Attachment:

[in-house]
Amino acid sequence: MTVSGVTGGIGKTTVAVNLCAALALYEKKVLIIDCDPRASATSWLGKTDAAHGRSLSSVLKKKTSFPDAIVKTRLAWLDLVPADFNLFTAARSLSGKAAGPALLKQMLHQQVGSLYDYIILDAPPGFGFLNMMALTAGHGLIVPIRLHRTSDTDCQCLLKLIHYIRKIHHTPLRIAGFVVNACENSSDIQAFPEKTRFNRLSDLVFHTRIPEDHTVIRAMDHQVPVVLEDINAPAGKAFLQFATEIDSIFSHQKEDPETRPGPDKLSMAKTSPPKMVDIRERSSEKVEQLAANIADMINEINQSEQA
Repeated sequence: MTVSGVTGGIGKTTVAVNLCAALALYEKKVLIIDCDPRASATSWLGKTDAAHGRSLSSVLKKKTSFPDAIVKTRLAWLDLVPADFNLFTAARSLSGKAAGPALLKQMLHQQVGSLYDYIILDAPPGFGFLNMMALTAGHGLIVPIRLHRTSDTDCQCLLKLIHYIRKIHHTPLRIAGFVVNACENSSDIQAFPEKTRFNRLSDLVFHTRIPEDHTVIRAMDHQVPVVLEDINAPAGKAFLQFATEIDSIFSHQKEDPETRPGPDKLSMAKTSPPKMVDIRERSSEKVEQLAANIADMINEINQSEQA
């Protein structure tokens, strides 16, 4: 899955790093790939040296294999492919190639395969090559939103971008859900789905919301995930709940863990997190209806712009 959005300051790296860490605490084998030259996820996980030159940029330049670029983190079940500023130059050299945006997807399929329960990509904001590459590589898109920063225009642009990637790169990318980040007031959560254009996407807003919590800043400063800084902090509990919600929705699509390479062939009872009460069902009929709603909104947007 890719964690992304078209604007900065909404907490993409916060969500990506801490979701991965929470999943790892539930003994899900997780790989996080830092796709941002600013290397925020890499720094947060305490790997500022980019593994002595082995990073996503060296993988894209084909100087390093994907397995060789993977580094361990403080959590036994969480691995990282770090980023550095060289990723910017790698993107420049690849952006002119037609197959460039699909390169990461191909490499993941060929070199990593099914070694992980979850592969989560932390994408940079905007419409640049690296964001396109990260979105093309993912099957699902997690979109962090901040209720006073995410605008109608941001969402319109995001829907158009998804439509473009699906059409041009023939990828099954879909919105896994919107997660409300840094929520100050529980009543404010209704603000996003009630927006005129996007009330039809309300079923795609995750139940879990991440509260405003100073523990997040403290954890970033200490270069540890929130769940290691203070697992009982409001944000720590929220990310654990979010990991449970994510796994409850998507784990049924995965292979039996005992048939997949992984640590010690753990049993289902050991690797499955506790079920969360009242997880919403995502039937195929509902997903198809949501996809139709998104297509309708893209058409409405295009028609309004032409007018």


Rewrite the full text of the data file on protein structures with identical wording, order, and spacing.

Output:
[in-house]
Amino acid sequence: MTVSGVTGGIGKTTVAVNLCAALALYEKKVLIIDCDPRASATSWLGKTDAAHGRSLSSVLKKKTSFPDAIVKTRLAWLDLVPADFNLFTAARSLSGKAAGPALLKQMLHQQVGSLYDYIILDAPPGFGFLNMMALTAGHGLIVPIRLHRTSDTDCQCLLKLIHYIRKIHHTPLRIAGFVVNACENSSDIQAFPEKTRFNRLSDLVFHTRIPEDHTVIRAMDHQVPVVLEDINAPAGKAFLQFATEIDSIFSHQKEDPETRPGPDKLSMAKTSPPKMVDIRERSSEKVEQLAANIADMINEINQSEQA
Repeated sequence: MTVSGVTGGIGKTTVAVNLCAALALYEKKVLIIDCDPRASATSWLGKTDAAHGRSLSSVLKKKTSFPDAIVKTRLAWLDLVPADFNLFTAARSLSGKAAGPALLKQMLHQQVGSLYDYIILDAPPGFGFLNMMALTAGHGLIVPIRLHRTSDTDCQCLLKLIHYIRKIHHTPLRIAGFVVNACENSSDIQAFPEKTRFNRLSDLVFHTRIPEDHTVIRAMDHQVPVVLEDINAPAGKAFLQFATEIDSIFSHQKEDPETRPGPDKLSMAKTSPPKMVDIRERSSEKVEQLAANIADMINEINQSEQA
């Protein structure tokens, strides 16, 4: 899955790093790939040296294999492919190639395969090559939103971008859900789905919301995930709940863990997190209806712009 959005300051790296860490605490084998030259996820996980030159940029330049670029983190079940500023130059050299945006997807399929329960990509904001590459590589898109920063225009642009990637790169990318980040007031959560254009996407807003919590800043400063800084902090509990919600929705699509390479062939009872009460069902009929709603909104947007 890719964690992304078209604007900065909404907490993409916060969500990506801490979701991965929470999943790892539930003994899900997780790989996080830092796709941002600013290397925020890499720094947060305490790997500022980019593994002595082995990073996503060296993988894209084909100087390093994907397995060789993977580094361990403080959590036994969480691995990282770090980023550095060289990723910017790698993107420049690849952006002119037609197959460039699909390169990461191909490499993941060929070199990593099914070694992980979850592969989560932390994408940079905007419409640049690296964001396109990260979105093309993912099957699902997690979109962090901040209720006073995410605008109608941001969402319109995001829907158009998804439509473009699906059409041009023939990828099954879909919105896994919107997660409300840094929520100050529980009543404010209704603000996003009630927006005129996007009330039809309300079923795609995750139940879990991440509260405003100073523990997040403290954890970033200490270069540890929130769940290691203070697992009982409001944000720590929220990310654990979010990991449970994510796994409850998507784990049924995965292979039996005992048939997949992984640590010690753990049993289902050991690797499955506790079920969360009242997880919403995502039937195929509902997903198809949501996809139709998104297509309708893209058409409405295009028609309004032409007018």